Research Shows More Than 25% Decrease in Prescription Opioid Abuse Among Americans
Although earlier research has shown slight reductions in opioid abuse rates, this analysis is the first to show statistically significant year-to-year declines.
New evidence finally suggests significant and continual decreases in the abuse of pain medications, according to an analysis of national data presented at the Anesthesiology 2020 annual meeting.
“Prior research has shown slight reductions in abuse rates, but our analysis shows we’re tracking statistically significant year-to-year declines in abuse, indicating that the decrease is not an anomaly and truly represents a trend in falling prescription drug abuse levels,” said lead author Mario Moric, MS, in a press release. “We believe the message of the dangers of opioid use without supervision of a medical professional is finally getting through and changing people’s mindset and behavior.”
According to the analysis, the rate of prescription opioids fell by 26% between 2007 and 2018. The researchers used the National Survey of Drug Use and Health, an annual survey of approximately 70,000 Americans aged 12 years and older regarding their use of tobacco, alcohol, and drugs.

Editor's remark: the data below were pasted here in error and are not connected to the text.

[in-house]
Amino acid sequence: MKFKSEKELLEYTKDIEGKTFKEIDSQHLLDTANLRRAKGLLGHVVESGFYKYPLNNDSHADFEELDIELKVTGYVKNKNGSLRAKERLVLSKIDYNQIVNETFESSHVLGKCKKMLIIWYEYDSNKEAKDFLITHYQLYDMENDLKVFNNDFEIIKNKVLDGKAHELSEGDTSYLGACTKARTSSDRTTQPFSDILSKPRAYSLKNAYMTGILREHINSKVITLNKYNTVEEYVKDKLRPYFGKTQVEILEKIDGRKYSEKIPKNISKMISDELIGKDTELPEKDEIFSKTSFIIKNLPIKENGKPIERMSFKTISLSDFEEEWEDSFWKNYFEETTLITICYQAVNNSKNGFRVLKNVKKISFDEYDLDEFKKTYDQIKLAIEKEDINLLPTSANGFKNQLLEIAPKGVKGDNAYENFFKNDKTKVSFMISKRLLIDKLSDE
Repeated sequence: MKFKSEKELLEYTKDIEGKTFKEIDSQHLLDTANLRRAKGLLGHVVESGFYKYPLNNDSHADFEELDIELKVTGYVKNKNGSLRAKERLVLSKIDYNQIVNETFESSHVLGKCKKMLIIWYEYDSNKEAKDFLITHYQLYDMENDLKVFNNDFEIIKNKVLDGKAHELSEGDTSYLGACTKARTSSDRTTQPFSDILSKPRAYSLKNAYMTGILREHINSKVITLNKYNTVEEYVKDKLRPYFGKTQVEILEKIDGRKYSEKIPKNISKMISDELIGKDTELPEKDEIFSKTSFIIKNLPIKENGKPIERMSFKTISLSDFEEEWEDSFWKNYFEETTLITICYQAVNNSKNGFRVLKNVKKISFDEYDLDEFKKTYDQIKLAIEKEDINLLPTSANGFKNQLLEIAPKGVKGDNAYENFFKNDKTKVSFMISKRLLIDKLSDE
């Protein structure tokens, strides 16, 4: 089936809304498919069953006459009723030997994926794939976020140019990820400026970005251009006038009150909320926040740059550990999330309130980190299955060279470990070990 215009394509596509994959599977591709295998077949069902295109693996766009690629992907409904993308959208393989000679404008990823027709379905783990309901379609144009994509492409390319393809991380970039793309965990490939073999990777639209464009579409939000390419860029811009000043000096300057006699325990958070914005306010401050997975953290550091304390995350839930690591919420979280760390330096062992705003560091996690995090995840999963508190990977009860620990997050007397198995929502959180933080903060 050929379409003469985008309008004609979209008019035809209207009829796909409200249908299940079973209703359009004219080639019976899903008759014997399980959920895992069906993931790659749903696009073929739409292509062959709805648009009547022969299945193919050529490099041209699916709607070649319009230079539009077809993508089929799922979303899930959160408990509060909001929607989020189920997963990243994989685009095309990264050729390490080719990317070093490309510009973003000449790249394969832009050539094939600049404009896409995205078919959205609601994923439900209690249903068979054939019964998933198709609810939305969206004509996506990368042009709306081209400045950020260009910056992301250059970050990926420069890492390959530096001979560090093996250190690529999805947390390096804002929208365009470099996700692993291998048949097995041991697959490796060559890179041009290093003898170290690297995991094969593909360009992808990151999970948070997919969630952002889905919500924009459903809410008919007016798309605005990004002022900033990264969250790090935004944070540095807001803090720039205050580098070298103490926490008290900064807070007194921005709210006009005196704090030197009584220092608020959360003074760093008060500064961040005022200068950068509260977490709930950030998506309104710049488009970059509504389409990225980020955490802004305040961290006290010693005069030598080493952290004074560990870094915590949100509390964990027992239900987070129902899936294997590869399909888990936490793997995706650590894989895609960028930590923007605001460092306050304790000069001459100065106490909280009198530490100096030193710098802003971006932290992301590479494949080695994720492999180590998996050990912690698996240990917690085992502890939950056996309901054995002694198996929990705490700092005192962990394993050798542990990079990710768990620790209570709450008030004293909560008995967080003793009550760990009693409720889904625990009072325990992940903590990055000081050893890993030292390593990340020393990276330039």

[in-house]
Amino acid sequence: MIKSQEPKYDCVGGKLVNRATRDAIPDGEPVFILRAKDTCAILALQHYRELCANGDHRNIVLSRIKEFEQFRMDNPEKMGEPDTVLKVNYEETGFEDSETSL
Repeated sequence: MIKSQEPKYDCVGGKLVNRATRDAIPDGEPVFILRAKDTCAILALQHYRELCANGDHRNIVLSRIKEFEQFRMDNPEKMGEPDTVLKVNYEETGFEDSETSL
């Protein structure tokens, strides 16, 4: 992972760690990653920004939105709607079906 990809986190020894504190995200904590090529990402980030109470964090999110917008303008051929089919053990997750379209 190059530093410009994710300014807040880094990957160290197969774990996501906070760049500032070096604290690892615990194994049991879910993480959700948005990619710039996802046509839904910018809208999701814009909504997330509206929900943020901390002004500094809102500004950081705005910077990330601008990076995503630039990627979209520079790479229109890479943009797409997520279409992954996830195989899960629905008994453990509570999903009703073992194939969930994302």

The investigators defined prescription opioid abuse as use without the consent of a physician. Although opioids have a beneficial purpose in some cases, the authors said they should not be used long-term in most cases because of their significant adverse effects and risk of addiction.
In 2007, 4.9% of the respondents said they had abused prescription pain medications in the previous year compared with just 3.7% in 2018. These declines were noted from 2012 to 2018, with the exception of 2015, when higher numbers were reported due to a redesigned survey introduced that year.
“Pain medications such as opioids are an important resource in the treatment and care of patients, but they are not a cure-all,” said co-author Asokumar Buvanendran, MD, in a press release. “Since opioids have risks and can be highly addictive, they should be used only under the supervision of a physician who can consider their safely and how the medication will affect a patient over time. Prescribers and patients are now better armed with the information they need to make educated choice in pain management.”
Significant decline in prescription opioid abuse seen among Americans at last [news release]. EurekAlert!; October 3, 2020. https://www.eurekalert.org/pub_releases/2020-10/asoa-sdi092720.php. Accessed October 7, 2020.